5 Checkout A/B Testing Ideas to Increase Revenue in 2022

Why A/B testing is necessary for eCommerce

A/B testing refers to a randomized experimentation process where different variables are shown to different users to uncover which option has the greatest impact on conversion rates. A/B testing will identify the design, content and methods that elicit the best response from visitors. You and your team can use this information to implement the most suitable updates to the website. In some cases, you may learn what actually does not impact the consumer experience. This information is crucial for businesses to stay competitive in the markets they’re selling into.

The benefits of A/B testing

When executed correctly, A/B testing eCommerce touchpoints offer numerous advantages. The following are some improvements you should see as you apply changes based on the data gathered from your tests.

A/B testing ideas for checkout

As previously stated, the checkout process is a crucial part of the sales process, so it is paramount to use A/B testing for checkout optimization. The following are a few eCommerce A/B ideas to explore for checkout testing. A word of warning at the start that checkout A/B tests should be localized for region and industry verticals. If you’re selling in multiple countries, checkout preferences from one region to the next will vary greatly. The same goes for different categories of products sold by the same company, which should be tested in separate instances.

Single page vs multi-page checkout

It can be difficult to decide between single page or multi-page checkout because there are pros and cons to each. For example, single page checkouts have the advantage of reducing the number of distractions since everything exists on a single page, but they may have a longer loading period. Also, they make it harder to pinpoint the area in which users usually abandon their carts.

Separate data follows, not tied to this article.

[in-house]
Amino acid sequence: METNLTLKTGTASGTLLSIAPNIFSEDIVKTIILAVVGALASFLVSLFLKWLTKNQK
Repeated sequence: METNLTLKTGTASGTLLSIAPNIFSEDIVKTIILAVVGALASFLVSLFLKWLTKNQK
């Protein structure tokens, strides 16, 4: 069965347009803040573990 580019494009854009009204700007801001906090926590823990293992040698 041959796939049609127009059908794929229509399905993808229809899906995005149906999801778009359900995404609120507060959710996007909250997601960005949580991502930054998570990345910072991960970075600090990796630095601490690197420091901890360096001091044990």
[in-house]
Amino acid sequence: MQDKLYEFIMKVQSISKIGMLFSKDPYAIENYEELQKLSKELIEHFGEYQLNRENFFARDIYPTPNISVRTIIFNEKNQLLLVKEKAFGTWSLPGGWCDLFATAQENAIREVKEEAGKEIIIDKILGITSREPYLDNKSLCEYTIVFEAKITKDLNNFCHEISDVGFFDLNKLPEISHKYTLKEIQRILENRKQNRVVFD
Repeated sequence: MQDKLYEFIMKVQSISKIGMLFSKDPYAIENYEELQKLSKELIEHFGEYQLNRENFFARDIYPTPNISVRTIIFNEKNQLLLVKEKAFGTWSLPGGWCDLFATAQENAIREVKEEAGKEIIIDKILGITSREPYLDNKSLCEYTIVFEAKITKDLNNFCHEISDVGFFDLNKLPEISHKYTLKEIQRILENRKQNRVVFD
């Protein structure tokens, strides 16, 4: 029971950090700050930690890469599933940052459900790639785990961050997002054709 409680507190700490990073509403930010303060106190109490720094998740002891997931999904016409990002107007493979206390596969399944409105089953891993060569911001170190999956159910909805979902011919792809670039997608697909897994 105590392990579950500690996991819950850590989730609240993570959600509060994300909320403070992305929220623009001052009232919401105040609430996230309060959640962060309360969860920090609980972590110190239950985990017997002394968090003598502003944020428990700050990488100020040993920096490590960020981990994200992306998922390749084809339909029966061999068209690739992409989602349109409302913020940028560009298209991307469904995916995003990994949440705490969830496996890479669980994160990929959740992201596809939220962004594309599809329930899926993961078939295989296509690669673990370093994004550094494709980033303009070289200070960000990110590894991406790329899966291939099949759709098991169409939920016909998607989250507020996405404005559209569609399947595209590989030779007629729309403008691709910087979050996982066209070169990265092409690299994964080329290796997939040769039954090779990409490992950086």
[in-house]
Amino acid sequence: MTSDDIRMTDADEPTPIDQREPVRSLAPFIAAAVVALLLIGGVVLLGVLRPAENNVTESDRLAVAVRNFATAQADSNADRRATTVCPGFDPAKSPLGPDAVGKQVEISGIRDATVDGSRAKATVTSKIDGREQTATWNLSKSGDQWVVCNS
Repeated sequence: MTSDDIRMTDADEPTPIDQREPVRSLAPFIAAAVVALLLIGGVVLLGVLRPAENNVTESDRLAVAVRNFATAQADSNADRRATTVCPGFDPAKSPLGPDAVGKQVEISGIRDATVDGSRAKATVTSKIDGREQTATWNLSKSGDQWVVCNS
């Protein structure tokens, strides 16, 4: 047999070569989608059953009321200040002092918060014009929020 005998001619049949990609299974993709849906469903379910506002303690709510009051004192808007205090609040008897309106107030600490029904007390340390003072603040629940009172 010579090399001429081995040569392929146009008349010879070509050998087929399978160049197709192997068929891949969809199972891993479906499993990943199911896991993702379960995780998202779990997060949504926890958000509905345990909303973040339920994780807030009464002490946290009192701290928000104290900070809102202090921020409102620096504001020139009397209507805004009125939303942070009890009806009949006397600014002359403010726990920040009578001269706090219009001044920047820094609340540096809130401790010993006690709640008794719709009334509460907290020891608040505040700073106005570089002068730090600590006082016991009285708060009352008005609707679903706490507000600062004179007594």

Different Templates

There are many ways to format your checkout page. Your checkout page or pages may have one column of information to fill out, or you may choose to use multiple columns. Where and how key information like — cost, contact information for customer service or trust seals — is displayed should be considered as well. Consumers do not want to be surprised with hidden fees or shipping costs, so they must be able to easily locate this information.

Form Fields

Form fields may seem straightforward; however, you should try out different lengths and features. Should you include separate First and Last name fields or a Full Name field? One or two fields for address? Different fields for Billing and Shipping addresses or a “Same address” checkbox? These and many others should be tested to assess what works best for your client profile.

Call to Action (CTA)

To begin the checkout process, you must first get consumers to the checkout page. Every page in your purchase funnel should contain a call to action. Generally, these are small buttons that read “Check Out” or “Buy Now” or “Place Order” that advance the customer through the checkout flow.

Trust Badges/Seals, Guarantees, & Refunds

Consumers may be hesitant to follow through with a purchase. Badges, guarantees, and refund policies can put the patron at ease. Unfortunately, they can be easily ignored or missed, which is why an A/B test on your checkout page can be used to determine the best placement for users to see this information.